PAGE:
Major Kong was one of the roles assigned to Peter Sellers by Kubrick but, during preproduction, Sellers had enormous difficulties finding the right voice and, subsequently, the rest of the character. At that time Sellers was having a rather intense affair with British actress Janette Scott of The Day Of The Triffids (1962). Disturbed by the intensity of his frustration, Scott advised Sellers not to tackle a fourth character. As it happened, he supposedly broke his ankle, and Kubrick was obliged to replace him with the excellent Slim Pickens, but only after John Wayne and Dan Blocker had both turned the role down due to the left-wing nature of the script. So Sellers ‘only’ played three characters: Group Captain Lionel Mandrake, an archetypal English RAF officer who manages to decode the ravings of General Ripper doodled in a notepad; United States President Merkin Muffley; and the sinister Dr. Strangelove.

What is astonishing about this triple achievement is precisely the extent to which it was ‘triple’. Kubrick’s reassurances that the feat, if successful, would represent much more than a simple gimmick and was triumphantly vindicated. Contrary to his work in The Mouse That Roared (1959), one was rarely conscious of the virtuoso aspect of an actor giving three separate performances in a single movie – Sellers appeared to be three separate actors. There seemed to be no real behavioral relation between Mandrake and Muffley, for example, beyond the fact that they were both ineffectual milksops in positions of authority. Mandrake’s hyper-developed sense of proprieties is defeated only by Colonel ‘Bat’ Guano (Keenan Wynn) who, obsessed with what he calls ‘deviated preverts’ dutifully prevents Mandrake from destroying Army property, namely a Coca-Cola machine from which a coin might be illegally extracted in order to make a phone call and save the world from extinction.

On the other hand, Merkin Muffley – small, bald and entirely lacking in Presidential charisma – is persistently bypassed by events as they are reported to him by General Buck Turgidson (George C. Scott) who, offended by the President’s criticism of a system that is heading for a global holocaust, protests, “I don’t think it’s fair to condemn a whole program just because of a single slip-up!” President Muffley is well-meaning but totally bewildered, apologetically breaking the bad news to his tipsy Soviet counterpart on the hot-line, “I’m sorrier than you, Dimitri…no, you couldn’t be sorrier than I am, Dimitri…”

But the most audacious stroke of all is undoubtedly Dr. Strangelove himself. Only near the very end of the movie (and the world) are we allowed to see him properly, with his crinkled wavy coiffure and maniacally glinting eyes, like some sort of exclusively nocturnal creature that thrives on reveries of apocalypse. His artificial metal arm jerks involuntarily into ill-timed Nazi salutes, or clamps itself firmly around his own throat. He revels with guttural gusto at the prospect of spending his post-nuclear existence surrounded by a harem of generously endowed young women, all conscientiously propagating the species. And his apotheosis – rising triumphantly from his wheelchair with the demented cry, “Mein führer! I can walk!” – coincides with the final catastrophe. Strangelove may be a caricature, but a caricature of pure genius.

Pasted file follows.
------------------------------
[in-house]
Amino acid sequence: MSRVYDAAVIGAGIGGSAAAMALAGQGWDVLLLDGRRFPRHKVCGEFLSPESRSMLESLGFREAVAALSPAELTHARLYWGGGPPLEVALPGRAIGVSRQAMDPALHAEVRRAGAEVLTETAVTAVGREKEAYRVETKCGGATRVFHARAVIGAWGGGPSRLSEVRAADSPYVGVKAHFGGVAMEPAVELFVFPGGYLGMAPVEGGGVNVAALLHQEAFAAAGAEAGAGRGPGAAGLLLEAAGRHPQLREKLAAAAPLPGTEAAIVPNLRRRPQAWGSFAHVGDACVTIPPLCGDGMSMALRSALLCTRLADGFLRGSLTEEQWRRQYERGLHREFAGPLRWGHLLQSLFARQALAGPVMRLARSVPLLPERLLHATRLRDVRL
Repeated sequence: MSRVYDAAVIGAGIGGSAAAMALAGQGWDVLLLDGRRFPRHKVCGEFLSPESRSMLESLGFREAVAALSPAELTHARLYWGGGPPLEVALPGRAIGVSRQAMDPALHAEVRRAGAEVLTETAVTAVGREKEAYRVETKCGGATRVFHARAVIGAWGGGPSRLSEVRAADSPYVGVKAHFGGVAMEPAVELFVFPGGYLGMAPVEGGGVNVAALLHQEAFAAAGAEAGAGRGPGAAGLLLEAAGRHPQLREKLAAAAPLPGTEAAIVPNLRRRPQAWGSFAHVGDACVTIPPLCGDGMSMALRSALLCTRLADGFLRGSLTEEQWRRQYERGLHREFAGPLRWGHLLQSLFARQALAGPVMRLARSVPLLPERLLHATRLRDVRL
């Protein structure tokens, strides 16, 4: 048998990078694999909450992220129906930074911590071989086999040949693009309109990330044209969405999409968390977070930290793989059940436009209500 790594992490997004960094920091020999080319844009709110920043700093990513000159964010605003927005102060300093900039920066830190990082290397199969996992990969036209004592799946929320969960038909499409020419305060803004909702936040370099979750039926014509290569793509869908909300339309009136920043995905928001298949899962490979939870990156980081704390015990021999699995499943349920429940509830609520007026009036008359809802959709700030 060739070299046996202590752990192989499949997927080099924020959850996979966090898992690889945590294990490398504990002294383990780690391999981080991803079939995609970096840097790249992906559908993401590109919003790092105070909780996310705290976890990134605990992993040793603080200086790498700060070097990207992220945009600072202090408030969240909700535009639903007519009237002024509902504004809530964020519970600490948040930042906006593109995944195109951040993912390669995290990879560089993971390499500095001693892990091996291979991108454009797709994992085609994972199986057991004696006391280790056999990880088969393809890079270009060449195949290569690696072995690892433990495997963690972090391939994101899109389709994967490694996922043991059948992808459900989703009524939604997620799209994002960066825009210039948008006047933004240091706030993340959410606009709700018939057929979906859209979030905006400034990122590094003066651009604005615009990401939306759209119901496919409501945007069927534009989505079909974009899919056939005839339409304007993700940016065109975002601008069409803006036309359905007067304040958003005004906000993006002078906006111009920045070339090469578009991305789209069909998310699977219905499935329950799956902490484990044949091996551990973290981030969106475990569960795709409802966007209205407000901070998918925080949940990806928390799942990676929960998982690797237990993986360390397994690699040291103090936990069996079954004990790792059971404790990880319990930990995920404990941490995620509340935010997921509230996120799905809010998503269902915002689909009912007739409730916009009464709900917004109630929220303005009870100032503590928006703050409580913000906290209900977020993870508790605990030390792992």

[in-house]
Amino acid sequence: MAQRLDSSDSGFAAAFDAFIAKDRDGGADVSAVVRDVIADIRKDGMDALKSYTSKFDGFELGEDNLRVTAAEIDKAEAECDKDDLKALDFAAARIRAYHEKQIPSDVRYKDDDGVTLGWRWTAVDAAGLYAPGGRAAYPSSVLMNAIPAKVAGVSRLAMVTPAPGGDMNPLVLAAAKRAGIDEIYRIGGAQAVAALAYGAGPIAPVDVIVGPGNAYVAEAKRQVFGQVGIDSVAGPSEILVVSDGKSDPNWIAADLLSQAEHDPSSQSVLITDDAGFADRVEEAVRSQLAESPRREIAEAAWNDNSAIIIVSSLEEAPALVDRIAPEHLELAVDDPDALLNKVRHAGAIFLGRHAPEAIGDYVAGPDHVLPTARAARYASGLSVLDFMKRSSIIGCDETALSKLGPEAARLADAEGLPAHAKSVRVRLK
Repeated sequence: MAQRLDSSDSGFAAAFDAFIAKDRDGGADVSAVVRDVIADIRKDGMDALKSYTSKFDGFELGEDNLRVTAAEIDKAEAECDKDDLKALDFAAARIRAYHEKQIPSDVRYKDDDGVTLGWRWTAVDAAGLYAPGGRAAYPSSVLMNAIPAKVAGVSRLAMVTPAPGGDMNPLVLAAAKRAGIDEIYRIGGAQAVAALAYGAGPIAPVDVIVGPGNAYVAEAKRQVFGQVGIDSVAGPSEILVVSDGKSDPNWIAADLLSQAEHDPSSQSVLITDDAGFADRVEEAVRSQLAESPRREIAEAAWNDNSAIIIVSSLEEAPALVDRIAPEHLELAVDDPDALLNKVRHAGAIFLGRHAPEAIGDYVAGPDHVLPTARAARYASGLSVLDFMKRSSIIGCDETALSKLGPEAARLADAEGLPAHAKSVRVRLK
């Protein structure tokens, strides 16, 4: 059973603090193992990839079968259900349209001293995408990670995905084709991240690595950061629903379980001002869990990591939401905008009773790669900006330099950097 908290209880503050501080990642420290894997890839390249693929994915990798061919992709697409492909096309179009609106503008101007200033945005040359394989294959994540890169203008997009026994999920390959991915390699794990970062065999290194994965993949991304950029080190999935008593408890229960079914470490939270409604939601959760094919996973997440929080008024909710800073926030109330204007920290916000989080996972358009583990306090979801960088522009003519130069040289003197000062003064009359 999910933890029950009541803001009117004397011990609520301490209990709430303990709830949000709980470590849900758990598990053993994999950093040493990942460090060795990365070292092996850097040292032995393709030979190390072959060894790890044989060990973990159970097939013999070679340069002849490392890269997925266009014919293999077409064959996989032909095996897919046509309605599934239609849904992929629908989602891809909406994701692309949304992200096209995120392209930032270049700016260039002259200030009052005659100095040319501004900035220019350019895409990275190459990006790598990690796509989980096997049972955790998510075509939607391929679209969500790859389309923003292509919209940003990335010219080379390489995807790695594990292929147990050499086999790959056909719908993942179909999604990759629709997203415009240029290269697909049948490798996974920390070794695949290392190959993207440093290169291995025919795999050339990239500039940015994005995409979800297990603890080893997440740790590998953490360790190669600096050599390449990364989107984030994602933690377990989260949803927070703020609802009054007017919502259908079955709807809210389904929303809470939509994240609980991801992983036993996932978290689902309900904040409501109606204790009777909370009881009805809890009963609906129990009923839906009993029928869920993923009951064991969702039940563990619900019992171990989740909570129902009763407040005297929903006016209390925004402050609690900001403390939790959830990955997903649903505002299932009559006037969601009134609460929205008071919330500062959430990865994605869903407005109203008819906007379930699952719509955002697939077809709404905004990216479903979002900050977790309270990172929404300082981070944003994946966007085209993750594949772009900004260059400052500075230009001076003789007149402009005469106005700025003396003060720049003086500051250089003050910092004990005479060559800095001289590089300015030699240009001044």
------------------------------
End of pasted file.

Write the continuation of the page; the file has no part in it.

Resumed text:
Produced at the same time as Dr. Strangelove but not released until six months later, Fail Safe (1964) was directed by Sidney Lumet, and superficially appears to be a serious version of Dr. Strangelove. A mechanical malfunction causes an American bomber to obliterate Moscow by mistake and, to avert a nuclear war, the American government placates the understandably pissed-off Russians by dropping a hydrogen bomb on New York. There is something terribly unhealthy about such a story. A far more straight-faced film than Dr. Strangelove, is ultimately weaker and shabbier because it turns disaster into an excuse for national pride. The disaster itself itself is blamed on a machine instead of the men who put so much trust and pride in their toys. The hero of the piece becomes the brave American President (Henry Fonda) who does what has to be done, and the tragedy is that the Empire State Building becomes ground zero. The novel by Eugene Burd*ck and Harvey Wheeler refers to the President’s sacrifice of New York as “The most sweeping and incredible decision that any man has made,” and ends on a patriotic and upbeat note as the President orders a Medal Of Honour citation be prepared for the General who bombed New York.

If Kubrick had got his hands on that story, the resulting film might have been even funnier than Dr. Strangelove. It’s with that amusing thought in mind I’d like to thank Stanley Kubrick Directs by Alexander Walker (1973) and Looking Away: Hollywood And Vietnam by Julian Smith (1973) for assisting my research for this article, and politely remind you to please join me next week when I have the opportunity to sterilise you with fear during another terror-filled excursion to the dark side of Hollywood for…Horror News! Toodles!

Dr. Strangelove Or: How I Learned To Stop Worrying And Love The Bomb (1964)